Geoff Thomas

For many years, Sweden's Volvo Aero was geared toward producing engines and their ancillaries for domestic military applications. But now it has an extensive range of activities including sales of spare parts for engines and aircraft; sales and leasing of aircraft engines and aircraft; and the overhaul and repair of aircraft engines.

Speaking at Farnborough, Volvo Aero's president and chief executive Fred Bodin explained how the change of emphasis came about.

"Interestingly, our involvement in producing components for the GE F-414-GE-400 engines on the Boeing F/A-18 E/F Super Hornet is the very first time that we've been involved in a military engine that's nothing to do with our domestic air force."

Bodin says that he intends to develop both strands of the business ¡ components and service ¡ in the same way, through a combination of organic growth and acquisitions.


We can never pretend to be a full service provider as we're simply not large enough. However, we describe ourselves as a multi-service provider and we have certain skills in our ability to persuade operators to work with us. For instance, we have a jointly-owned engine leasing company where we're the 49% shareholder along with majority shareholders Mitsubishi and the Bank of Tokyo. "Volvo Aero also owns 86.4% of Florida company AGES which is active in sales and leasing of aircraft engines, engine parts and aircraft parts with representation in 17 countries worldwide."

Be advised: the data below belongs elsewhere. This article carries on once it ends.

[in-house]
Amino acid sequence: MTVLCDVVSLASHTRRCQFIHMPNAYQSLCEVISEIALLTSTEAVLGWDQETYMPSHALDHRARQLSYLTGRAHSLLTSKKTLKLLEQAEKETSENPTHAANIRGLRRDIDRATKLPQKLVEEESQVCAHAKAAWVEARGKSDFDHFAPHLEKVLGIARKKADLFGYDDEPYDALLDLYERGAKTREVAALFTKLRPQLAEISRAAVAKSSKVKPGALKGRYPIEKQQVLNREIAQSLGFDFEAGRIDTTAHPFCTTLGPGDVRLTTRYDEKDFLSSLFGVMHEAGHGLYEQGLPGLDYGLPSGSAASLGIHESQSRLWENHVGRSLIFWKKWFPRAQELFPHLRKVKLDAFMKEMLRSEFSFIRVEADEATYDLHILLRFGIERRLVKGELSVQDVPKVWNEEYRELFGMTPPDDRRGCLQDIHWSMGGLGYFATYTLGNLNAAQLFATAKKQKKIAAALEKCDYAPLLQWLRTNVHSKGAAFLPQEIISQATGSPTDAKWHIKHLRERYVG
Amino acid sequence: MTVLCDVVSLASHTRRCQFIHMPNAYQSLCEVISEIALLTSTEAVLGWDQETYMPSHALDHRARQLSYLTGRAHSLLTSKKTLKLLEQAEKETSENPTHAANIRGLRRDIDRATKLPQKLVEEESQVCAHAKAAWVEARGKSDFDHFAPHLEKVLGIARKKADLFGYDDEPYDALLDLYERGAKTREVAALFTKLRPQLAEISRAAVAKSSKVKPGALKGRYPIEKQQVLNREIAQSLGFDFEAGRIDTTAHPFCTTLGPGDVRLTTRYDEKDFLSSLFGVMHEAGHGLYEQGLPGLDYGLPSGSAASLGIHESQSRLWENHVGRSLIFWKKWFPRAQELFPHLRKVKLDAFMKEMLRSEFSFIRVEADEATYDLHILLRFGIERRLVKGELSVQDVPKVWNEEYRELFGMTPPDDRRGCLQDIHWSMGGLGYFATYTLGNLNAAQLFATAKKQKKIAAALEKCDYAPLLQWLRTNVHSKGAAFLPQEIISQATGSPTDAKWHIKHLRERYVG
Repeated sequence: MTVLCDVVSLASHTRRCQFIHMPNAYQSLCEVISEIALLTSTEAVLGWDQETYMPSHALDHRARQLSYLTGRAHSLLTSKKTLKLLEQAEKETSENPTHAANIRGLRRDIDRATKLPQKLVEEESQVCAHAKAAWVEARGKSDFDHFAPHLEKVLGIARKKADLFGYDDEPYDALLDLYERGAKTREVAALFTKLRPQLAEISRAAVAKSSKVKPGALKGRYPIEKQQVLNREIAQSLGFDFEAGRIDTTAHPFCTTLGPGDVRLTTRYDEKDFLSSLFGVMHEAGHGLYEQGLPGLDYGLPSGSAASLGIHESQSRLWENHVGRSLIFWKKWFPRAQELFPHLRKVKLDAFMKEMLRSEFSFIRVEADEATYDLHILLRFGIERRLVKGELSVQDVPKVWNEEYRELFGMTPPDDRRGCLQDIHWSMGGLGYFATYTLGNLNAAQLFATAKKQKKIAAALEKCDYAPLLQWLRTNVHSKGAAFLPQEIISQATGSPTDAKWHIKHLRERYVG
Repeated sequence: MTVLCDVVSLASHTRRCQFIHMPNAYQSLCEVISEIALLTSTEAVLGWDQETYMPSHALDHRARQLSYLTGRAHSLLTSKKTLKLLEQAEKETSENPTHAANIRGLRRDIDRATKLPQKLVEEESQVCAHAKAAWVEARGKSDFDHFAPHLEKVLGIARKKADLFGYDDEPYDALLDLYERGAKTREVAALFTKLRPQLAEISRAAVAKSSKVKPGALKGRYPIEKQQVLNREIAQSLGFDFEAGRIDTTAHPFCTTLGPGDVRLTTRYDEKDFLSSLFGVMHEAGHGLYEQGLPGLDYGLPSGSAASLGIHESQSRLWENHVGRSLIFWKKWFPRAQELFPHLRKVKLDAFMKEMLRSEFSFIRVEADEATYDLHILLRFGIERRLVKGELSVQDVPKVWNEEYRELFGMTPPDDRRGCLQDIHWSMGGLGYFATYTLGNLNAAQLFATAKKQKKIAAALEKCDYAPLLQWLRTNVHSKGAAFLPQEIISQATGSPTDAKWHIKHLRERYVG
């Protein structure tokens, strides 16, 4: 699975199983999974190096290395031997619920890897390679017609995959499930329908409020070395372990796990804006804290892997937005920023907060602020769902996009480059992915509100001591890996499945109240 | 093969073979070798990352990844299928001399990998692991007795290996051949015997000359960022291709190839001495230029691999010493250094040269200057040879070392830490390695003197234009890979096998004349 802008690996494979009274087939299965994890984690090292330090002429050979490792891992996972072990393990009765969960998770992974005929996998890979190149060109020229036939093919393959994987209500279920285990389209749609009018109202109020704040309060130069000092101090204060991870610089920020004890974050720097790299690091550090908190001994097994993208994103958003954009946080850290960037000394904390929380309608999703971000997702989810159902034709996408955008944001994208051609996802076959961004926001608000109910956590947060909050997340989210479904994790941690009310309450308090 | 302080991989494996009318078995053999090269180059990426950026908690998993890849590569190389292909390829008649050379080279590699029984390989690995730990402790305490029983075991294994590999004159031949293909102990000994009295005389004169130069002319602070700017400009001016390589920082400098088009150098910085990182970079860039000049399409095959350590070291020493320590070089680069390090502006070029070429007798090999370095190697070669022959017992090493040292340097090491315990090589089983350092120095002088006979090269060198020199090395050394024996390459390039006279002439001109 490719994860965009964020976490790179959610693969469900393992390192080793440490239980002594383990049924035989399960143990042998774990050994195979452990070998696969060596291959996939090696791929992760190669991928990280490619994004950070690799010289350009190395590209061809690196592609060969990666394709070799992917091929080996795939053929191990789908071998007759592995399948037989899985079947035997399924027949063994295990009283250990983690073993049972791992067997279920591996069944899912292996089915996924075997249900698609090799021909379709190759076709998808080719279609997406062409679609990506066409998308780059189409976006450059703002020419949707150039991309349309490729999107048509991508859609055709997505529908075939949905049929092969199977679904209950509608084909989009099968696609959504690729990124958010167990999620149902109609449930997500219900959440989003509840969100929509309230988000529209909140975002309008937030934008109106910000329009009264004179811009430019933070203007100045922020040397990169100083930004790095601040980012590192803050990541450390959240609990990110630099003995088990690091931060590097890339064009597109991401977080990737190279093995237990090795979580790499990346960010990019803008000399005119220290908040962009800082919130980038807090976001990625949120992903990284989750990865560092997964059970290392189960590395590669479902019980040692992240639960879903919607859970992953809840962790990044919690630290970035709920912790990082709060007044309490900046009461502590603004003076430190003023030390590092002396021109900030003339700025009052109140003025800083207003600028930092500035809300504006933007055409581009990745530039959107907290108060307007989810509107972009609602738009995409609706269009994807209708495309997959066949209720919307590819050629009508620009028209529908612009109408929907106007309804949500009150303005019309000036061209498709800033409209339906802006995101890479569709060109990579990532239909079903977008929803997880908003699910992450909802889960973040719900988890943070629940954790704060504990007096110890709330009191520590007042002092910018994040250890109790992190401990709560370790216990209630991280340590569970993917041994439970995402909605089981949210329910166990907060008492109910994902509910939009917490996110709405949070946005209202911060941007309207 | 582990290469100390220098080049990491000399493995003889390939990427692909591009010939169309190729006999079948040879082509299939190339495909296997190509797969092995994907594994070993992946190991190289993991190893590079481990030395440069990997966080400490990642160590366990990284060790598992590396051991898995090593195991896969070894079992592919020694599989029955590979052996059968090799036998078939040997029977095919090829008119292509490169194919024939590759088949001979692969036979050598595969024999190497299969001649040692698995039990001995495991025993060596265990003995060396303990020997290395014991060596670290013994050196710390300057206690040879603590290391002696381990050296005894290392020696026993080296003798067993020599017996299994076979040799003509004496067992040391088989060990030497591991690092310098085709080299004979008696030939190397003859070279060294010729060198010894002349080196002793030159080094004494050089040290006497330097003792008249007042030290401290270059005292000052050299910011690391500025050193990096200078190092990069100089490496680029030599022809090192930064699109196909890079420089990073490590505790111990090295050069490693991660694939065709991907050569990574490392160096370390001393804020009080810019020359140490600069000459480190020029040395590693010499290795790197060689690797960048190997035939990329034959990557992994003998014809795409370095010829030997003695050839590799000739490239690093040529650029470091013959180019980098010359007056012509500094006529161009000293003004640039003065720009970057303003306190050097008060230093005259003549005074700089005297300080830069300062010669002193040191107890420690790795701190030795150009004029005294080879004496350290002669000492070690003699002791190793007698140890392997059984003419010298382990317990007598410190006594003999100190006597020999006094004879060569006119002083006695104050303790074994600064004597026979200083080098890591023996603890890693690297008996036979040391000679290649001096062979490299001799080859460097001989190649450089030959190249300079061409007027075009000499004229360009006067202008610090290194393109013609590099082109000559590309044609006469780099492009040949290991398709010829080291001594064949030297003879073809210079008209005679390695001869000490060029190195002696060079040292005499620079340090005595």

With Volvo's experience in automobile manufacture it's not surprising that Bodin and his management team have looked closely at whether anything can be learned from car production.

Now that the car business has been sold, to Ford parent company Volvo AB is cash rich and acquisitions are very much on the agenda. "We're talking to several companies," says Bodin, "but there won't be any announcements this week."

Bodin says that the creation of EADS will undoubtedly make a difference to his business ¡ mainly by simplifying the points of contact. He is also keen to continue developing Volvo Aero's relationship with the 'big three' engine makers, as well as with Snecma and MTU. The company is already heavily involved in the CFM-56 that powers much of the international Boeing 737 fleet and when US carrier Southwest Airlines placed an order for up to 290 aircraft, Volvo Aero's share of the $4.5 billion order was a cool $14 million!

On the military front, Volvo Aero's business in this sector accounts for about 14% of the company's total sales. It still supplies technical support for the RM6 engines for Austria's Saab Drakens while it also supplies technical support for the RM8 engines for Sweden's Saab Vigens. But today's main volume is producing and maintaining the RM12 engines for the JAS 39 Gripen ,which will be produced until at least 2007 for the Swedish air force and any export customers like South Africa, which ordered 28 Gripens for its air force last year. Potential buyers include Brazil, Chile, Poland, the Czech Republic and Austria.

Source: Flight Daily News